Foreclosures may have had a rare down month in October, but don’t expect it to last. Interest struck a new low, while mortgage activity is up. We’ll round out the week with 2010 expectations on home-building and guidance for the next two years.
RealtyTrac: Robo-Signing Mess Stalls Foreclosures in October
Releasing its October Foreclosure Market Report, RealtyTrac reported a 4% decline in foreclosures over September. The number of foreclosure filings, default notices, and schedule auctions was 332,172 for October. The US has seen 20 consecutive months of over 300,000 foreclosure filings. Despite the decline, some states saw an increase in foreclosure filings, most notably, Florida, Ohio, and Illinois. Nevada, Florida, and Arizona continue to post the highest foreclosure rates. California alone accounted for 20% of the nation’s total.
The important note here is that RealtyTrac’s CEO James J. Saccacio believes the decline is directly related to the robo-signing controversy. Many banks halted foreclosures temporarily while others slowed to review their internal processes. It’s critical we get the documentation issues behind us as inventories need to flow through the system in order to move us past the housing crisis.
Rates Hit New Low After QE2 Announcement
Reacting to the Fed’s QE2 announcement, interest rates responded by setting new lows. The 30-year fixed rate dropped to 4.17, down from 4.24% last week. The 15-year fixed rate also set a new low at 3.57% down from 3.63% the previous week. The 30-year is down significantly from last year’s 4.91%.
This new low should cause a boost in refinance activity and even some purchases as consumers make year end moves. This year end spike could lead us to some decent home sales numbers at a time the worst in housing price declines are yet to come. The Fed’s QE2 shouldn’t cause rates to fall much further, but we are close to testing 4%. If rates fall below 4% that could create a large burst in purchase activity.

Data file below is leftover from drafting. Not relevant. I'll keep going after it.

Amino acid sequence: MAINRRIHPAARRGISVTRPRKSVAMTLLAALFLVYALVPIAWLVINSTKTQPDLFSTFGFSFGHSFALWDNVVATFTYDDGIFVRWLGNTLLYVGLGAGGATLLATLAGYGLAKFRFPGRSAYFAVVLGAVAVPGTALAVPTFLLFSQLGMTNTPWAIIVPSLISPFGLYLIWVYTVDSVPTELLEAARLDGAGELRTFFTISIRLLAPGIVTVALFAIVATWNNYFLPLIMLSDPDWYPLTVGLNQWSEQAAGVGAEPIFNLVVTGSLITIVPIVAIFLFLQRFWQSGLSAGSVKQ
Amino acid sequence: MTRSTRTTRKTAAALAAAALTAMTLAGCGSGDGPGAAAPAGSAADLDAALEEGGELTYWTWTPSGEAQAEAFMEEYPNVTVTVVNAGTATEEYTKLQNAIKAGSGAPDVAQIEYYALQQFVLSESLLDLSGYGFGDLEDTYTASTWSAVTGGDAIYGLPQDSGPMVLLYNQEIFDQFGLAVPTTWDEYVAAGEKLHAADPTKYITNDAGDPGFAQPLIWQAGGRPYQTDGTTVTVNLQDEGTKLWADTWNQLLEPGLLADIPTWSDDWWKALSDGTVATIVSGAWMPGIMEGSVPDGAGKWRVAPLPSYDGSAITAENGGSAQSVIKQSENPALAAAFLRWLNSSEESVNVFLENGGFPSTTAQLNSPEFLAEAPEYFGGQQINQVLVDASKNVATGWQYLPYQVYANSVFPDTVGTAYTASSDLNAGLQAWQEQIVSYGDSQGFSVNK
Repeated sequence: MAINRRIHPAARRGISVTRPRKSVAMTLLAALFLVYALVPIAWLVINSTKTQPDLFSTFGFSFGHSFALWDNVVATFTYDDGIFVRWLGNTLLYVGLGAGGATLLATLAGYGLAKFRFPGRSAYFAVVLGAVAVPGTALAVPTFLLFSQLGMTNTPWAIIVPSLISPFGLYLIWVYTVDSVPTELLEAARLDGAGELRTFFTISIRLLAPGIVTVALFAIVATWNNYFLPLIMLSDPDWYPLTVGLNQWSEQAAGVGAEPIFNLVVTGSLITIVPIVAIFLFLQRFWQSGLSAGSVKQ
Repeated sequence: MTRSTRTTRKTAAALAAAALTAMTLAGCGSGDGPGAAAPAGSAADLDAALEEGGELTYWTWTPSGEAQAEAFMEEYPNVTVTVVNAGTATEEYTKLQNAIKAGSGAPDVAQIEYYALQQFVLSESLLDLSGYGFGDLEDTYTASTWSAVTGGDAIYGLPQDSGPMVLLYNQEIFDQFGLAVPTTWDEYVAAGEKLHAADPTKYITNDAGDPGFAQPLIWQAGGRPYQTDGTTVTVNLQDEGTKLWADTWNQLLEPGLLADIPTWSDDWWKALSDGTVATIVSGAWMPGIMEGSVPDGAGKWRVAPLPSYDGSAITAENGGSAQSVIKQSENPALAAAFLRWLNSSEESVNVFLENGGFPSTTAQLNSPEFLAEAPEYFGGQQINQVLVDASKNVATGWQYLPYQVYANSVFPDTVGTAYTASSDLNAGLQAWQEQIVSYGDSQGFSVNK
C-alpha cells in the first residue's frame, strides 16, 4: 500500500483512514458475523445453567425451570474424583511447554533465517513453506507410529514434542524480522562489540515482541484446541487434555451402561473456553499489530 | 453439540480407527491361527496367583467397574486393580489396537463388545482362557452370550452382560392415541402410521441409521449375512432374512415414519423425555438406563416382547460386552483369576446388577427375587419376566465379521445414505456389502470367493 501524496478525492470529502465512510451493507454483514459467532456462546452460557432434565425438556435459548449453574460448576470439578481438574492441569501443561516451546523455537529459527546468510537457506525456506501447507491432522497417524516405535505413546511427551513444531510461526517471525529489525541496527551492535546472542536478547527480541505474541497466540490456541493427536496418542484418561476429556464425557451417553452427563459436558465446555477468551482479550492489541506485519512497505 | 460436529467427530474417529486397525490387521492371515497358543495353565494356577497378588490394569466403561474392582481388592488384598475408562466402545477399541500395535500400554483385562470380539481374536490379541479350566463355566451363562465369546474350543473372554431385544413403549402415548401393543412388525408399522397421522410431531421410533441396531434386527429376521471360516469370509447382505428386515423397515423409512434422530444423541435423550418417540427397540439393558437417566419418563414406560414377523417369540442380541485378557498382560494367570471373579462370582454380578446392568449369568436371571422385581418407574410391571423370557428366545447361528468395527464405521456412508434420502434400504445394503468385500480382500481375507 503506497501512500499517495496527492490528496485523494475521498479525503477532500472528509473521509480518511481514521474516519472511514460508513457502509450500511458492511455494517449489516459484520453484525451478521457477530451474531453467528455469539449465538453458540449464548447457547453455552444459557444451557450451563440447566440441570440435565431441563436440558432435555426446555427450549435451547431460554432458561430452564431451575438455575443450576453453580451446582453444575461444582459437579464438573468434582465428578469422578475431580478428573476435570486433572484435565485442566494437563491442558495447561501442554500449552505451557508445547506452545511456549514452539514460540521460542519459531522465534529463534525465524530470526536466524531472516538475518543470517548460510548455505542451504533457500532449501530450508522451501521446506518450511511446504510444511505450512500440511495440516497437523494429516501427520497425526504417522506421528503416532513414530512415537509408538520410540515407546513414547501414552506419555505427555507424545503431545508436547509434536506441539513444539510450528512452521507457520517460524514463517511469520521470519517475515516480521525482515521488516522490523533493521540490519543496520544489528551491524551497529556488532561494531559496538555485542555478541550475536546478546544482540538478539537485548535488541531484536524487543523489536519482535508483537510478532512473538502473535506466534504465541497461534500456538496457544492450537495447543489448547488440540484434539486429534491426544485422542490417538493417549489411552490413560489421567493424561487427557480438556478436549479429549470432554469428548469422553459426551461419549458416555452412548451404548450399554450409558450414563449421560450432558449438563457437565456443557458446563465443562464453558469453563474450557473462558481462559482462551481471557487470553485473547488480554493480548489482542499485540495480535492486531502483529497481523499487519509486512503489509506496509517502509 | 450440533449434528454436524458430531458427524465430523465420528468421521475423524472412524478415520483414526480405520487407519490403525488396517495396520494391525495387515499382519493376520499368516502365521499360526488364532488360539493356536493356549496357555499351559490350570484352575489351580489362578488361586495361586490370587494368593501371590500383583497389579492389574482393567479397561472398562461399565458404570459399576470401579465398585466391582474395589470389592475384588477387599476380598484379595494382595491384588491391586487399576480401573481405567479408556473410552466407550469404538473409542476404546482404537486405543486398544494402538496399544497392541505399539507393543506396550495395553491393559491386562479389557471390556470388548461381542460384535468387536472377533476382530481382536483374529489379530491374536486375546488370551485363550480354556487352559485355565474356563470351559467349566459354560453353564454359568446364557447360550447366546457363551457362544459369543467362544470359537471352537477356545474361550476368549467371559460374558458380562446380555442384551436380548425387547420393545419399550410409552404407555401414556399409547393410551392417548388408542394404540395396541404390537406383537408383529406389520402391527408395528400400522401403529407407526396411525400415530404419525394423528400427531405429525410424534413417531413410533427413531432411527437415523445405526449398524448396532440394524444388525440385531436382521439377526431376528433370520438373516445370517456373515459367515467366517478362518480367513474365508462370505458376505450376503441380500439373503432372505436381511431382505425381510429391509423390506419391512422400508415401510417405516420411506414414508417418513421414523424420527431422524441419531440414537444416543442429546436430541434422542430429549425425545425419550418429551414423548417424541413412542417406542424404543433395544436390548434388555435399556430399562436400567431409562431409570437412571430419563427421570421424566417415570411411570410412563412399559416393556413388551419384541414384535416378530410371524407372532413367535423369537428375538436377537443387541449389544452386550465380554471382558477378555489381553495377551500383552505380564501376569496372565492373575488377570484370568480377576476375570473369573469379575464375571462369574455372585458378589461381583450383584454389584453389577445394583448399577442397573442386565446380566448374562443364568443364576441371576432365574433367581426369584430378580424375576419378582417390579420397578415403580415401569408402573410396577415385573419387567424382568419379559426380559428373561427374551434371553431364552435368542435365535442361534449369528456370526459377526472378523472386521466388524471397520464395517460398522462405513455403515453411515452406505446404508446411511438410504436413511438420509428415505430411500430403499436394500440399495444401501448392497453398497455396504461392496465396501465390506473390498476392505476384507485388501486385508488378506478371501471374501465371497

Boost in Confidence Yields Mortgage Activity
Both refinances and purchases got a boost as better than expected employment reports triggered new activity in the mortgage markets. The Mortgage Bankers Association reported a 5.8% increase in its Market Composite Index, week ending November 5th. Lead by refinances (up 6%) and followed by a increase in purchases (5.5%). Important to note as well is that purchases are just 14% below where they were a year ago.
I was pleased to see the bump in mortgages over the week. This reinforces that people are looking for signs to expend pent up demand. The better than expected October employment report was a good sign for the economy. I’m expecting we’ll see stronger retail numbers than last year over Q4. This could produce enough activity to get mortgage activity more in line with last year. Lastly, I’m expecting another refinance surge with this weeks record low mortgage rates.
Home-Building Industry Offers Guidance
The National Association of Home-Builders (NAHB) lowered its year end projections for single-family homes in 2010 from 552,000 to 479,000. Further, they project single-family starts to jump nearly 40% to 655,000 in 2011 followed by 1mm starts in 2012. NAHB’s chief economist David Crowe thought the pent-up demand would lead to better numbers. Unfortunately due to continued negativity on employment people remained on the sidelines.
An increase of 40% next year will solidify any doubts a recovery in new-home construction is in effect. The 1mm projected starts in 2012 is a big improvement. Demand from population growth alone dictates around 1.6mm homes need to be built annually. This is good for the market as absorption in 2012 is still going to play a huge roll in home prices.
Heading into the Holidays
While home prices sputter and head down another leg, new incentives are popping up for people to spur housing. The October employment report created activity in the mortgage markets, the Fed has stepped in with QE2, and interest rates hit new lows. It appears the US has turned the corner as a country. People are reacting to a new congress and improved market conditions. I feel strongly that the housing recovery will be lead by people, not governments, nor lobbyists, nor corporations. When people feel better about the economy they spend, move, travel, and grow their families. This holiday season, I believe we’ll see much improved retail numbers showing people are feeling better. With rates nearly 4% on the 30-year fixed, it starts becoming an incredible opportunity for many to buy a bigger house, refinance, or remodel. We’re still treading on thin ice as plenty of obstacles are in front of us. A foreign debt crisis could easily derail the recovering banking sector penalizing the housing recovery. I think Americans are paying close attention to even the smallest announcements about the economy. If bits of improvement keep coming in, the recovery may happen faster than we expect.